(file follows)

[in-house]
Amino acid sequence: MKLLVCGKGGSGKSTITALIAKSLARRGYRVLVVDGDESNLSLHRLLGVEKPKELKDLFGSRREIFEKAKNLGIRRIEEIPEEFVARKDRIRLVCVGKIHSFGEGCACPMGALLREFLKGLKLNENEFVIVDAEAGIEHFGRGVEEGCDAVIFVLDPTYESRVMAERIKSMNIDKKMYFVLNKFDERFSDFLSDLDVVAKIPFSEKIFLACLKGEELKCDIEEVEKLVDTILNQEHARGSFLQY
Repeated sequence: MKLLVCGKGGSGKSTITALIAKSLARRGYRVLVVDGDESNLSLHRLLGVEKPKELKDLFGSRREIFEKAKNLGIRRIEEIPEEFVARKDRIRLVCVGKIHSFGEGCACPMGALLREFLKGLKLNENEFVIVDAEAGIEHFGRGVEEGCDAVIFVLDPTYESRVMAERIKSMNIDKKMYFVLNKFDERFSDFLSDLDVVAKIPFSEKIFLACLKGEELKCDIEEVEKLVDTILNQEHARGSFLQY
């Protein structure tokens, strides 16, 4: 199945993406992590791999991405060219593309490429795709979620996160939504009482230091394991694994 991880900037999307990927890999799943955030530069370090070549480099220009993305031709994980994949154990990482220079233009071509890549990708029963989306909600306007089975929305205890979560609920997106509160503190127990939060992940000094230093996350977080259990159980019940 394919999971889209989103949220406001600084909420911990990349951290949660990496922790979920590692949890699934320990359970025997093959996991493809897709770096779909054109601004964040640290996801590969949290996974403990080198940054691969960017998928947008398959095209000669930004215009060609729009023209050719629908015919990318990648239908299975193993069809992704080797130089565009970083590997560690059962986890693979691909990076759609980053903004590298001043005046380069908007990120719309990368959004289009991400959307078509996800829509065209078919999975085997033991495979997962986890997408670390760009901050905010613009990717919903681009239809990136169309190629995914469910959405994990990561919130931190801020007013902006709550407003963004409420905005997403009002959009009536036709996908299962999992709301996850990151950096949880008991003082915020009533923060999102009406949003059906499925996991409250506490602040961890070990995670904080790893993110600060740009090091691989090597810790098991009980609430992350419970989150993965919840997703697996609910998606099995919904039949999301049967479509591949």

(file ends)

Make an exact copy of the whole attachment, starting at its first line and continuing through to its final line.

[in-house]
Amino acid sequence: MKLLVCGKGGSGKSTITALIAKSLARRGYRVLVVDGDESNLSLHRLLGVEKPKELKDLFGSRREIFEKAKNLGIRRIEEIPEEFVARKDRIRLVCVGKIHSFGEGCACPMGALLREFLKGLKLNENEFVIVDAEAGIEHFGRGVEEGCDAVIFVLDPTYESRVMAERIKSMNIDKKMYFVLNKFDERFSDFLSDLDVVAKIPFSEKIFLACLKGEELKCDIEEVEKLVDTILNQEHARGSFLQY
Repeated sequence: MKLLVCGKGGSGKSTITALIAKSLARRGYRVLVVDGDESNLSLHRLLGVEKPKELKDLFGSRREIFEKAKNLGIRRIEEIPEEFVARKDRIRLVCVGKIHSFGEGCACPMGALLREFLKGLKLNENEFVIVDAEAGIEHFGRGVEEGCDAVIFVLDPTYESRVMAERIKSMNIDKKMYFVLNKFDERFSDFLSDLDVVAKIPFSEKIFLACLKGEELKCDIEEVEKLVDTILNQEHARGSFLQY
């Protein structure tokens, strides 16, 4: 199945993406992590791999991405060219593309490429795709979620996160939504009482230091394991694994 991880900037999307990927890999799943955030530069370090070549480099220009993305031709994980994949154990990482220079233009071509890549990708029963989306909600306007089975929305205890979560609920997106509160503190127990939060992940000094230093996350977080259990159980019940 394919999971889209989103949220406001600084909420911990990349951290949660990496922790979920590692949890699934320990359970025997093959996991493809897709770096779909054109601004964040640290996801590969949290996974403990080198940054691969960017998928947008398959095209000669930004215009060609729009023209050719629908015919990318990648239908299975193993069809992704080797130089565009970083590997560690059962986890693979691909990076759609980053903004590298001043005046380069908007990120719309990368959004289009991400959307078509996800829509065209078919999975085997033991495979997962986890997408670390760009901050905010613009990717919903681009239809990136169309190629995914469910959405994990990561919130931190801020007013902006709550407003963004409420905005997403009002959009009536036709996908299962999992709301996850990151950096949880008991003082915020009533923060999102009406949003059906499925996991409250506490602040961890070990995670904080790893993110600060740009090091691989090597810790098991009980609430992350419970989150993965919840997703697996609910998606099995919904039949999301049967479509591949």